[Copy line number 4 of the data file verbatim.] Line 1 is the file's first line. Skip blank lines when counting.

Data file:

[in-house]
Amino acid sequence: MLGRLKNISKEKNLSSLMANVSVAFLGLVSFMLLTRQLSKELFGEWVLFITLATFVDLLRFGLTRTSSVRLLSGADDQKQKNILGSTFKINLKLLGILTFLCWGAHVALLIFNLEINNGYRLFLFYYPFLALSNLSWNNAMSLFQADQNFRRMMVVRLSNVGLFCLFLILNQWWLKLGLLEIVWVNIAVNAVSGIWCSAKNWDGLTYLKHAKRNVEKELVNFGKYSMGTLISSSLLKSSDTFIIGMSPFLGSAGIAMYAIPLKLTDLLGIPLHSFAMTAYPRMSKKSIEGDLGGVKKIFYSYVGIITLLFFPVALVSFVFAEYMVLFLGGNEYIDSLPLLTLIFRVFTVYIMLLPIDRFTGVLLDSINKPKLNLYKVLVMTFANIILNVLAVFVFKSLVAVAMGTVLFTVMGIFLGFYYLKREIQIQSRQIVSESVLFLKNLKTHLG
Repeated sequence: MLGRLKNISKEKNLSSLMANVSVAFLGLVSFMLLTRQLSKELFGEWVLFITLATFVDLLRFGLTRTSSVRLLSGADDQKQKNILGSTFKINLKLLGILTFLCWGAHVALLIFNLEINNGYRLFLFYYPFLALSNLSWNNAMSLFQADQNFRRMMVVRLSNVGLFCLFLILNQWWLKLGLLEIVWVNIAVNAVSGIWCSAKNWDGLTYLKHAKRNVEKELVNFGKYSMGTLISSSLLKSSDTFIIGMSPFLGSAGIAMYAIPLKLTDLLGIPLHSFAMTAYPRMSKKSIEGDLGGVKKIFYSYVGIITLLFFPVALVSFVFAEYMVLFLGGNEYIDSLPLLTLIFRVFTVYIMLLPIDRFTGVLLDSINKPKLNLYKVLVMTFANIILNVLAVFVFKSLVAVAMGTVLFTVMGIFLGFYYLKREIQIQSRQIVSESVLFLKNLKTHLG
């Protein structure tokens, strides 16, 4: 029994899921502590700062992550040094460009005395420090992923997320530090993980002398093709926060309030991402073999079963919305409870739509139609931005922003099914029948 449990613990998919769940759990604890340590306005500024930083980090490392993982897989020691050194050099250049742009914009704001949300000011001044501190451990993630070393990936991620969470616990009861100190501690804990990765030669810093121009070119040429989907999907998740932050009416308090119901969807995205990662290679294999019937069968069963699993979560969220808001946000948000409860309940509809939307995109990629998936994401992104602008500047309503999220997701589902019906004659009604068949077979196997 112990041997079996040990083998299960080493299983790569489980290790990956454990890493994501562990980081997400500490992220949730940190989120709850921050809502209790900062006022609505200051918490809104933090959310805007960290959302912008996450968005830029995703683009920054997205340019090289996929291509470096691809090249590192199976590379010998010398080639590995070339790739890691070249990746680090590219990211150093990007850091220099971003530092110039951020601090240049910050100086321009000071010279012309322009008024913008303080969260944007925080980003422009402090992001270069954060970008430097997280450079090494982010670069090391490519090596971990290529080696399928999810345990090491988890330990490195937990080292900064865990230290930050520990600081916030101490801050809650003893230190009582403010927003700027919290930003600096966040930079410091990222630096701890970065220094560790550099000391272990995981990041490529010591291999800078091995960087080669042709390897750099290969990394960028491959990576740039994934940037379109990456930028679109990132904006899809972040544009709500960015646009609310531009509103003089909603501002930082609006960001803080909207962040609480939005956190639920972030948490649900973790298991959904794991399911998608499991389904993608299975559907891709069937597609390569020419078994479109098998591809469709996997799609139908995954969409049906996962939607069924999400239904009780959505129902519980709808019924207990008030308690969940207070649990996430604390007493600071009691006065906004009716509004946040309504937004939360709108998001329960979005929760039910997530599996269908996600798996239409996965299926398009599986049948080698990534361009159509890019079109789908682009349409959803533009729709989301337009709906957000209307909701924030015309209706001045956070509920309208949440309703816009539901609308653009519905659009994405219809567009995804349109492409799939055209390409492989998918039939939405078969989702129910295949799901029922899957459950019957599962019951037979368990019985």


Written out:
């Protein structure tokens, strides 16, 4: 029994899921502590700062992550040094460009005395420090992923997320530090993980002398093709926060309030991402073999079963919305409870739509139609931005922003099914029948 449990613990998919769940759990604890340590306005500024930083980090490392993982897989020691050194050099250049742009914009704001949300000011001044501190451990993630070393990936991620969470616990009861100190501690804990990765030669810093121009070119040429989907999907998740932050009416308090119901969807995205990662290679294999019937069968069963699993979560969220808001946000948000409860309940509809939307995109990629998936994401992104602008500047309503999220997701589902019906004659009604068949077979196997 112990041997079996040990083998299960080493299983790569489980290790990956454990890493994501562990980081997400500490992220949730940190989120709850921050809502209790900062006022609505200051918490809104933090959310805007960290959302912008996450968005830029995703683009920054997205340019090289996929291509470096691809090249590192199976590379010998010398080639590995070339790739890691070249990746680090590219990211150093990007850091220099971003530092110039951020601090240049910050100086321009000071010279012309322009008024913008303080969260944007925080980003422009402090992001270069954060970008430097997280450079090494982010670069090391490519090596971990290529080696399928999810345990090491988890330990490195937990080292900064865990230290930050520990600081916030101490801050809650003893230190009582403010927003700027919290930003600096966040930079410091990222630096701890970065220094560790550099000391272990995981990041490529010591291999800078091995960087080669042709390897750099290969990394960028491959990576740039994934940037379109990456930028679109990132904006899809972040544009709500960015646009609310531009509103003089909603501002930082609006960001803080909207962040609480939005956190639920972030948490649900973790298991959904794991399911998608499991389904993608299975559907891709069937597609390569020419078994479109098998591809469709996997799609139908995954969409049906996962939607069924999400239904009780959505129902519980709808019924207990008030308690969940207070649990996430604390007493600071009691006065906004009716509004946040309504937004939360709108998001329960979005929760039910997530599996269908996600798996239409996965299926398009599986049948080698990534361009159509890019079109789908682009349409959803533009729709989301337009709906957000209307909701924030015309209706001045956070509920309208949440309703816009539901609308653009519905659009994405219809567009995804349109492409799939055209390409492989998918039939939405078969989702129910295949799901029922899957459950019957599962019951037979368990019985």